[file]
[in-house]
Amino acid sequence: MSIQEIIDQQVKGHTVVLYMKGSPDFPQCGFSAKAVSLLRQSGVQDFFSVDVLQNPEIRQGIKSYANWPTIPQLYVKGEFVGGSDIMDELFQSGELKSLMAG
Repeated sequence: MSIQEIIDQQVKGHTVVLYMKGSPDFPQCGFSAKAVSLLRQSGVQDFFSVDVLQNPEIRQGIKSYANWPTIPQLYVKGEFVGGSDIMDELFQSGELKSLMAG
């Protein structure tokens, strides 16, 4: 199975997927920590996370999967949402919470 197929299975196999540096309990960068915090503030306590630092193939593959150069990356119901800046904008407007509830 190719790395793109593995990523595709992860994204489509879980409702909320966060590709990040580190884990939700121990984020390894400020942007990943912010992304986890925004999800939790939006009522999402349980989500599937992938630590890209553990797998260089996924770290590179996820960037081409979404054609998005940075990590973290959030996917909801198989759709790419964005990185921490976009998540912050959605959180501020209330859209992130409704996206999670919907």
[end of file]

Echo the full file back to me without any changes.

[in-house]
Amino acid sequence: MSIQEIIDQQVKGHTVVLYMKGSPDFPQCGFSAKAVSLLRQSGVQDFFSVDVLQNPEIRQGIKSYANWPTIPQLYVKGEFVGGSDIMDELFQSGELKSLMAG
Repeated sequence: MSIQEIIDQQVKGHTVVLYMKGSPDFPQCGFSAKAVSLLRQSGVQDFFSVDVLQNPEIRQGIKSYANWPTIPQLYVKGEFVGGSDIMDELFQSGELKSLMAG
């Protein structure tokens, strides 16, 4: 199975997927920590996370999967949402919470 197929299975196999540096309990960068915090503030306590630092193939593959150069990356119901800046904008407007509830 190719790395793109593995990523595709992860994204489509879980409702909320966060590709990040580190884990939700121990984020390894400020942007990943912010992304986890925004999800939790939006009522999402349980989500599937992938630590890209553990797998260089996924770290590179996820960037081409979404054609998005940075990590973290959030996917909801198989759709790419964005990185921490976009998540912050959605959180501020209330859209992130409704996206999670919907």